Seasonal Shifts: The Pull of Northerly Climes

I feel closer to the earth when I go home. I know all the old cliches, especially the hoary old Thomas Wolfe chestnut that "you can't go home again," and I agree partially on principle. Nothing remains the same and each time you bring a different perspective to the people and places of your youth, but something tangible and touching remains. For me, it's the balsams shuddering in a slight breeze, the quiet, static repose of birches near the water's edge, the v-shaped formation of geese heading south, the faint remembrance of the bark of leafless trees -- an interminable number of old signs and slight smells, recalling my childhood and  past.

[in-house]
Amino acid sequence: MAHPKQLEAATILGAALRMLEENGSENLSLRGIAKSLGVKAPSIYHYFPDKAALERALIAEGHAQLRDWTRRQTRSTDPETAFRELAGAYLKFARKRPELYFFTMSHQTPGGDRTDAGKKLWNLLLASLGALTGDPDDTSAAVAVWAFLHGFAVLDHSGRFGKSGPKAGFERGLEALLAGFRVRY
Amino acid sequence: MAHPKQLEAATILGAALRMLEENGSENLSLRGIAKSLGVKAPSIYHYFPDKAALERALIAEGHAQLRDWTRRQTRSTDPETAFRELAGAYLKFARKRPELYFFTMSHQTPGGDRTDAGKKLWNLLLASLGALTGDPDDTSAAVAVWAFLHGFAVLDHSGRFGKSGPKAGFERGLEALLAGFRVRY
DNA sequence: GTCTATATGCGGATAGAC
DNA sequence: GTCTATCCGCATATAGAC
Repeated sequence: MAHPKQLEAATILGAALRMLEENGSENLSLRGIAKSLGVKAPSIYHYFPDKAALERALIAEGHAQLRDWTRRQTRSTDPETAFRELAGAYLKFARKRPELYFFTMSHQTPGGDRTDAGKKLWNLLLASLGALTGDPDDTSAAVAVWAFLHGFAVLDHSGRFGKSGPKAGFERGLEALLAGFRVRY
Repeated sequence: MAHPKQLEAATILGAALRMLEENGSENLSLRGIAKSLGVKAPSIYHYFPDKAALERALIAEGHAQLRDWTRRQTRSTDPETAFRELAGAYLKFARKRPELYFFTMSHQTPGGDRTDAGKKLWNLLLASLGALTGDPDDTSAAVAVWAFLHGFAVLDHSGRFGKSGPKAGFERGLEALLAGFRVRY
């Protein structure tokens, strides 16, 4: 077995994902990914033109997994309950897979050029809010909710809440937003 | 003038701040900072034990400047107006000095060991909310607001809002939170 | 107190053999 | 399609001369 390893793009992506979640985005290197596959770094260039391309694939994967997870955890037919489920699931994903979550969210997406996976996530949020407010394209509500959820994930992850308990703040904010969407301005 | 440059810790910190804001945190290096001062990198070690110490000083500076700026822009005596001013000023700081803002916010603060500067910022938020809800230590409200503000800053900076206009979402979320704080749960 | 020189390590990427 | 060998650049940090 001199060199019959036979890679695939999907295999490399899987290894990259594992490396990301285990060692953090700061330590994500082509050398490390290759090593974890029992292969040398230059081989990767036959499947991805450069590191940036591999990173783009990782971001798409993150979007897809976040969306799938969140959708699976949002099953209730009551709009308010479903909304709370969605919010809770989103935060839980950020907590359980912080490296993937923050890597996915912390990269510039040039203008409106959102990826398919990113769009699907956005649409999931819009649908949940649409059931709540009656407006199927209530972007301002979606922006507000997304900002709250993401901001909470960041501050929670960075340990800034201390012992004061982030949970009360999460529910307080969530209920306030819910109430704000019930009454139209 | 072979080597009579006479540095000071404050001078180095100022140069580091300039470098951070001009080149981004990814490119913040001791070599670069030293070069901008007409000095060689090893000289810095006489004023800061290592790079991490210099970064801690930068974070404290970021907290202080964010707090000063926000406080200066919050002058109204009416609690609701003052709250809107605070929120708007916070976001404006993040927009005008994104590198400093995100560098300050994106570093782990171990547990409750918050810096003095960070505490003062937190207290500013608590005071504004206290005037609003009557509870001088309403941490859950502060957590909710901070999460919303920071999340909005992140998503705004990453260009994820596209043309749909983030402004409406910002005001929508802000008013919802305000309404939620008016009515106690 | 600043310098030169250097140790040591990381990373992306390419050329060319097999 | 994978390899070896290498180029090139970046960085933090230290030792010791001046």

I feel closer to the earth when I go north to the rivers I spent so much time near and the woods I barreled through, uncaring of spiders and ticks, through rainfall and hoarfrost, participating in that age old communion with the land that I feel my ancestors perfected and I must continue. The cold touch of the ground is a miracle not far removed from the fresh smell of soil that reinforces connection. My days here are more limited. I have little time to connect with the natural landscape. When I go north, I have the time to take it all in, take deep breaths, and slip back into the natural course of things.















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